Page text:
In terms of mental health conditions, anxiety and depression are the most common. However, the two have varying levels of severity that can make things difficult to deal with. It is important to learn how they work together to create a sometimes deadly combination.
For those who struggle with anxiety, there is often nothing more frightening than life itself. The anxiety of day-to-day tasks can create debilitating fear. This means that people find they cannot function in any normal capacity.
Some forms of anxiety include:
- Generalized anxiety disorder (GAD)
- Obsessive-compulsive disorder (OCD)
- Panic disorder
- Post-traumatic stress disorder (PTSD)
- Social phobias
Another thing to remember is that anxiety does not always start at a young age and continues through adulthood. Some people experience anxiety their entire lives. Others develop it when they are young and find ways to deal with it early. More often, people will develop it at different stages of their lives. It is often environmental and a response to the different experiences endured in life.
People with depression often say that nothing makes them happy. Very little can cheer them up, while nearly everything can bring them down. Depression, much like anxiety, is a response to life experiences and can be triggered at any point during your life.
A few types of depression include:
- Major depression
- Persistent depressive disorder
- Seasonal affective disorder (SAD)
- Postpartum depression
- Situational depression
Most people will experience one or more of these at some point due to the sheer variety of depressive conditions. For many, depression will only last a short time and will be situational. However, for others, depression will linger for long periods of time, never seeming to go away. These people have the most to worry about, as depression can lead to any number of ill-advised behaviors.
The Role of Substance Abuse
An indicator of depression and anxiety is substance abuse. Often, depression, anxiety, and substance abuse are all linked to trauma. These traumas do not need to be severe to create lasting effects. For some people, the death of a loved one can cause extreme mental distress. This trauma can then lead to anxiety about the possibility of their own imminent death, for example.
An individual may find that a traumatic flight leaves them too anxious to fly in a plane and thus leads to depressive thoughts and fears about not being able to travel to see family and friends. Regardless of the reason, when the two conditions are combined, the person may resort to substance abuse.
For some, substance use may feel like the only way to dull the pain of their overwhelming feelings, and once they start, it can feel impossible to stop. The compulsion to continue using illicit substances may create its own sense of anxiety and depression. A person feels bad about using and then feels anxious about how they will react without substances. This can lead to an endless cycle that can only be stopped by the intervention of a special program and therapy.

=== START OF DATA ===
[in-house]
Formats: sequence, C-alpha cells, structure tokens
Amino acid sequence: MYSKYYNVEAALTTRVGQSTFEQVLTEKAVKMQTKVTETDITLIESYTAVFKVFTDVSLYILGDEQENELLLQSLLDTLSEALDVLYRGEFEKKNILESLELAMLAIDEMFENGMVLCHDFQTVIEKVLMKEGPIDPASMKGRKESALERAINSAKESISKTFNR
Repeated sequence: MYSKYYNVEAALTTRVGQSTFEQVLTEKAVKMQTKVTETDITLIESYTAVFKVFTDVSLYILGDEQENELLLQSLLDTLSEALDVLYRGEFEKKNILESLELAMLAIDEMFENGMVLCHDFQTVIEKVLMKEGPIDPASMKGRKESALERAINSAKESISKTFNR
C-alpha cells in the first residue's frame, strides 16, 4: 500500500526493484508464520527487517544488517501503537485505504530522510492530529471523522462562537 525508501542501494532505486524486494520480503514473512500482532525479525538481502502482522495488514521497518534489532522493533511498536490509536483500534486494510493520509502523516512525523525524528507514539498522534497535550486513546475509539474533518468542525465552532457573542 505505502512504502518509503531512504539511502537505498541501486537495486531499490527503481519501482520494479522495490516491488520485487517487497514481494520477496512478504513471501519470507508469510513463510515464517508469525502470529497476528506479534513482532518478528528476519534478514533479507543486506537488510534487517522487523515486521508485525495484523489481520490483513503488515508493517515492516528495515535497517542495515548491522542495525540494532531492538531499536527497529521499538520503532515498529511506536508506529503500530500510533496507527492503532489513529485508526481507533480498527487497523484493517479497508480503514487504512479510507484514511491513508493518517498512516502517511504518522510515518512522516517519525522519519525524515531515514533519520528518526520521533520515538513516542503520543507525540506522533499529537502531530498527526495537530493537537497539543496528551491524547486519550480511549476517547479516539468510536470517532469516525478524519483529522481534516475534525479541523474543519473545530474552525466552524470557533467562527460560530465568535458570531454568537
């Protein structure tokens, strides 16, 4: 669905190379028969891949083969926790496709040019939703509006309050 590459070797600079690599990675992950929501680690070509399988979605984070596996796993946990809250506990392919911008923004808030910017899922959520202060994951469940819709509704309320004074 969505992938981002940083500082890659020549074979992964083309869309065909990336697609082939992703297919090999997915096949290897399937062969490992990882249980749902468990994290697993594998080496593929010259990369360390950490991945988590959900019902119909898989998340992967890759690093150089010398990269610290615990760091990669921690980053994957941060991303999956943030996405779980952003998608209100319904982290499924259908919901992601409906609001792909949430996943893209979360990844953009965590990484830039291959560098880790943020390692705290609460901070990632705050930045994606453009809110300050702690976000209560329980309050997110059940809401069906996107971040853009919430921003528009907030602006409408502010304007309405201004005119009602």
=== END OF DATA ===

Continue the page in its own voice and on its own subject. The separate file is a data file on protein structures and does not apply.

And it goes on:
Learning to Separate
When someone enters a detox and rehabilitation program, they will first find that they need to eliminate the substances they have been putting into their bodies. Once this process is complete, they will begin their rehabilitation process. Due to the fact that they have both co-occurring conditions — where two mental health conditions are present at the same time — as well as a dual diagnosis — meaning a mental health condition and substance use disorder (SUD) — their care will differ slightly from those who only struggle with SUD. While group therapy may focus on the substance abuse itself and some of its root causes, individual therapy will be different.
For people with co-occurring conditions, a medical professional will develop a treatment plan. This will include aspects of care that deal with anxiety separately from depression. Since each impacts the other, it is impossible to completely separate them. However, it will be vital to treat each simultaneously rather than independent one each other.
The root of each problem will be explored, along with how much of your life they are affecting. If they are only rooted in certain activities, it may be easier to attack them head-on. Some may have anxiety over travel and may be encouraged to go for short drives instead of trying long flights. With depression, you may learn to journal. You can learn to encapsulate tough moments and take control over how you feel. This will put things into a better perspective and open your eyes to your hidden personal triumphs.
In the end, anxiety, depression, and SUD can be a lethal combination. The most effective approach for living a balanced life free from substances is to go through detox and intense therapy. For those with specific trauma, it may be easier to pinpoint the root of what is wrong. However, even for those unsure where it all comes from, a medical professional can walk you through the healing process and help you find balance.
When someone exhibits signs of anxiety, they may find themself in situations they feel they cannot handle and are too overwhelming. Others experience crippling depression that stops them from enjoying even the smallest joys in life. For many, when these two conditions collide, there can be severe issues that result in a number of detrimental behaviors, one of which is substance abuse. Often, those who turn to substances are doing so as a way to dull the pain of anxiety and depression. These two conditions often work against each other, leading the individual to a double dead-end where no matter which direction they turn, self-medicating find themselves in even more pain. Substance abuse and misuse can temporarily help quell physical and mental distress, but this will invariably lead to addiction. To find help, call The Phoenix Recovery Center today at (801) 438-3185.